A discovery hidden on a remote part of an island has stunned researchers who say it’s one of the oldest finds in the world.
It’s been described as one of the “coolest types of discoveries” because it was “hiding in plain site”.
Professor Adam Brumm, an archaeologist on a team behind the groundbreaking discovery revealed today, says what they believe is the world’s oldest known cave painting was “sitting right in front of our noses”.
The Griffith University archaeologists uncovered a cave painting of a wild pig dating back to 45,500 years ago during field research in South Sulawesi in 2017.
It’s taken the team years of methodical work to publish their paper, out today in Science Advances.
The cave painting consists of a figurative depiction of a Sulawesi warty pig, a wild boar that is endemic to this Indonesian island.
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Professor Brumm said the secret location was uncovered in a “pristine, hidden valley” that, according to the locals, no westerners had been to before.
“It’s in a remote part of highlands with no road and there’s a challenging trek along a jungle path to get to it,” he said.
“Once you’re in this cave passage, it opens up to this incredible, beautiful valley which is inhabited by this tiny group of farmers in this incredibly isolated location.”
But Professor Brumm said they uncovered the location after working in an adjacent valley and hearing about the limestone cave of Leang Tedongnge from locals.
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He said the painting showed a pig with a short crest of upright hairs and a pair of hornlike facial warts in front of the eyes, a characteristic feature of adult male Sulawesi warty pigs.
“Painted using red ochre pigment, the pig appears to be observing a fight or social interaction between two other warty pigs,” he said.
The team previously published work in December 2019, dating a rock art ‘scene’ at least 43,900 years old, which was a depiction of hybrid human-animal beings hunting Sulawesi warty pigs and dwarf bovids.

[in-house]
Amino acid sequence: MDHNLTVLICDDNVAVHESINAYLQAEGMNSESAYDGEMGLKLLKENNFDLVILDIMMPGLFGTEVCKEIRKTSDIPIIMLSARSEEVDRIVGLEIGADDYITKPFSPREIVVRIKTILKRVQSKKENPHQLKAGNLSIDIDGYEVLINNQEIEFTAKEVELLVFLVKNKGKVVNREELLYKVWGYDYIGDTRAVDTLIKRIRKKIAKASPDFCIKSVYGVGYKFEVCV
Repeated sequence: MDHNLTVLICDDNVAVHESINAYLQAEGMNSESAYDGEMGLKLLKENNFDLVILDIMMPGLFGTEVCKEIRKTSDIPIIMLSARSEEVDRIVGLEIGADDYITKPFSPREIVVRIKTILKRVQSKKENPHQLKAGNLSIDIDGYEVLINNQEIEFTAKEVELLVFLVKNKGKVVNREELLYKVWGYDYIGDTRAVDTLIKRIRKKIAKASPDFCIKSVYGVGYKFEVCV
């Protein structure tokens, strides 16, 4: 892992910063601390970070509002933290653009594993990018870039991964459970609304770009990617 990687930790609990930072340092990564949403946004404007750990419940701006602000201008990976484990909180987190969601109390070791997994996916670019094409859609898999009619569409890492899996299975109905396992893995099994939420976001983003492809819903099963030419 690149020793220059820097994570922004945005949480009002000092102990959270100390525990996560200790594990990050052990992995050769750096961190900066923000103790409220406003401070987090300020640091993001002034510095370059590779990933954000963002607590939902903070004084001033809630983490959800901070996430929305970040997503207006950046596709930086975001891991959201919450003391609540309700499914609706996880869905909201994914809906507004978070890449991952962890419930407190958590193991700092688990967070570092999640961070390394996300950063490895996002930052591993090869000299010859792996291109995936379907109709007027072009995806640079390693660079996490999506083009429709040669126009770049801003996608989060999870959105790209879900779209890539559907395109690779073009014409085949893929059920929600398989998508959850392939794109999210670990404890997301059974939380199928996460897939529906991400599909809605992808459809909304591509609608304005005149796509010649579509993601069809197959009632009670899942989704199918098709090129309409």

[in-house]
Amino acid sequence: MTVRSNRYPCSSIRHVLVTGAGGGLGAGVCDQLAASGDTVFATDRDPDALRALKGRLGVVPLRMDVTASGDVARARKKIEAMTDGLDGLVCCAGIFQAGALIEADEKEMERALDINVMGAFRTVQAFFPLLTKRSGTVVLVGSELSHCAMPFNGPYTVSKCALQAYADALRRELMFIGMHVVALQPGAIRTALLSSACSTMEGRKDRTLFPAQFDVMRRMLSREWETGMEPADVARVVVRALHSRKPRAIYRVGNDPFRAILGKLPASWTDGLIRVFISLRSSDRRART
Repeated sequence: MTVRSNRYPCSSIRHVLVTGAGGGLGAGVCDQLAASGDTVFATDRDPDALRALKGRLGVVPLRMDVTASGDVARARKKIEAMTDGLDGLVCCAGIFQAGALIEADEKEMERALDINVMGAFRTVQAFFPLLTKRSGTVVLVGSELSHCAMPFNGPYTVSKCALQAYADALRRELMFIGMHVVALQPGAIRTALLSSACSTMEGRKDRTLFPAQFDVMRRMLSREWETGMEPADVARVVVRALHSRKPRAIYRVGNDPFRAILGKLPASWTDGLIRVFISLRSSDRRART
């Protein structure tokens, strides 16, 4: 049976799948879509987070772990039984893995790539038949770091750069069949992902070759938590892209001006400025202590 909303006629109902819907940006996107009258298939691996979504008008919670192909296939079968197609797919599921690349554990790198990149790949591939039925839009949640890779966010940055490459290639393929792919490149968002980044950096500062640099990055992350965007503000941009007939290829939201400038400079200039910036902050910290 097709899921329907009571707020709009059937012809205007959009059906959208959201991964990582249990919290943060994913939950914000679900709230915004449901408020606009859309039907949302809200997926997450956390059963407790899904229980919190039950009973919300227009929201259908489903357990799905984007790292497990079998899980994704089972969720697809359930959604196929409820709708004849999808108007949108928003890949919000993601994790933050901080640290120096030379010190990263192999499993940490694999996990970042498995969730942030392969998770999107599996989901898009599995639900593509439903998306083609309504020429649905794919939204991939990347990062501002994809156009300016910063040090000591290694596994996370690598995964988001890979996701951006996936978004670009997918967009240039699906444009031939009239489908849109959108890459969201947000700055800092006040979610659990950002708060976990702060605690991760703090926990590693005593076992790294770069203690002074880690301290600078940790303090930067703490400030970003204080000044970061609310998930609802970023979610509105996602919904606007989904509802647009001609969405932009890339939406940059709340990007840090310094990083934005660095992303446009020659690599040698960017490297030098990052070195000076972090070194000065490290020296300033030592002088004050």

That discovery was ranked by the influential journal Science as one of the top-10 scientific breakthroughs of 2020.
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The researchers use Uranium-series analysis of calcium carbonate deposits – or “cave popcorn” – that form naturally on the cave wall surface.
The latest analysis is at least 1500 years older than their previous discovery.
“In this case what we have is another narrative scene which is really cool, which seems to depict some kind of interaction between three wild pigs,” Professor Brumm said.
He said while the fourth image had deteriorated too much to depict, it was likely a pig.
Basran Burhan, an Indonesian archaeologist from southern Sulawesi and current Griffith PhD student, who led the survey that found the cave art, said humans had hunted Sulawesi warty pigs for tens of thousands of years.
“These pigs were the most commonly portrayed animal in the ice age rock art of the island, suggesting they have long been valued both as food and a focus of creative thinking and artistic expression,” he said.
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The latest work represents some of the earliest – if not the earliest – archaeological evidence for modern humans in the vast zone of oceanic islands located between Asia and Australia-New Guinea – known as ‘Wallacea’.
“Our species must have crossed through Wallacea by watercraft in order to reach Australia by at least 65,000 years ago,” said dating specialist and team co-leader Professor Maxime Aubert.
“However, the Wallacean islands are poorly explored and presently the earliest excavated archaeological evidence from this region is much younger in age.”
The team expects that future research in eastern Indonesia will lead to the discovery of much older rock art and other archaeological evidence, dating back at least 65,000 years or possibly earlier.
Professor Brumm said the discovery underlined the remarkable antiquity of Indonesia’s rock art and its great significance for understanding the deep-time history of art and its role in humanity’s early story.